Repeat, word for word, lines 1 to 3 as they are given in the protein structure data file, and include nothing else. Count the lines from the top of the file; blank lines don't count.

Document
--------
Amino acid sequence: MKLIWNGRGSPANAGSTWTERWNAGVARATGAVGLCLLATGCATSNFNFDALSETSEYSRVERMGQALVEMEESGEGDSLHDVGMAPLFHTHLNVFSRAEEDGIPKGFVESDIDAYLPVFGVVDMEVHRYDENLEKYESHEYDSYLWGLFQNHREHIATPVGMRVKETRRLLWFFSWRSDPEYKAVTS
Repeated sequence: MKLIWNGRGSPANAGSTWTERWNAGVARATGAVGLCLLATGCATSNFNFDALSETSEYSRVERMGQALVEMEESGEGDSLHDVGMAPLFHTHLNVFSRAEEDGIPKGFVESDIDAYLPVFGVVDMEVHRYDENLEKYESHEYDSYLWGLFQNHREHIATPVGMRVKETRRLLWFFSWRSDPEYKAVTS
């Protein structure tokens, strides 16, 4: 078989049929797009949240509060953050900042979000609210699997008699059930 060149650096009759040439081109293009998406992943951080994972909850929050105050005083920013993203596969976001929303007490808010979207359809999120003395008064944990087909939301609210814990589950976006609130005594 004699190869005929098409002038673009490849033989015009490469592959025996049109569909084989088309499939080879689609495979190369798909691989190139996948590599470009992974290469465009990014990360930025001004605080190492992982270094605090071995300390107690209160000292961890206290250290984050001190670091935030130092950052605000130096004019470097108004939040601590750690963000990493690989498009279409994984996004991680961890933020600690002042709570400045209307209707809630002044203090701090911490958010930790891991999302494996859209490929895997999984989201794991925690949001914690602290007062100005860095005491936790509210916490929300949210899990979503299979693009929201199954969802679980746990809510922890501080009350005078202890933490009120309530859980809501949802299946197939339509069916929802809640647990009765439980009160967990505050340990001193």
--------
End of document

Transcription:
Amino acid sequence: MKLIWNGRGSPANAGSTWTERWNAGVARATGAVGLCLLATGCATSNFNFDALSETSEYSRVERMGQALVEMEESGEGDSLHDVGMAPLFHTHLNVFSRAEEDGIPKGFVESDIDAYLPVFGVVDMEVHRYDENLEKYESHEYDSYLWGLFQNHREHIATPVGMRVKETRRLLWFFSWRSDPEYKAVTS
Repeated sequence: MKLIWNGRGSPANAGSTWTERWNAGVARATGAVGLCLLATGCATSNFNFDALSETSEYSRVERMGQALVEMEESGEGDSLHDVGMAPLFHTHLNVFSRAEEDGIPKGFVESDIDAYLPVFGVVDMEVHRYDENLEKYESHEYDSYLWGLFQNHREHIATPVGMRVKETRRLLWFFSWRSDPEYKAVTS
């Protein structure tokens, strides 16, 4: 078989049929797009949240509060953050900042979000609210699997008699059930 060149650096009759040439081109293009998406992943951080994972909850929050105050005083920013993203596969976001929303007490808010979207359809999120003395008064944990087909939301609210814990589950976006609130005594 004699190869005929098409002038673009490849033989015009490469592959025996049109569909084989088309499939080879689609495979190369798909691989190139996948590599470009992974290469465009990014990360930025001004605080190492992982270094605090071995300390107690209160000292961890206290250290984050001190670091935030130092950052605000130096004019470097108004939040601590750690963000990493690989498009279409994984996004991680961890933020600690002042709570400045209307209707809630002044203090701090911490958010930790891991999302494996859209490929895997999984989201794991925690949001914690602290007062100005860095005491936790509210916490929300949210899990979503299979693009929201199954969802679980746990809510922890501080009350005078202890933490009120309530859980809501949802299946197939339509069916929802809640647990009765439980009160967990505050340990001193």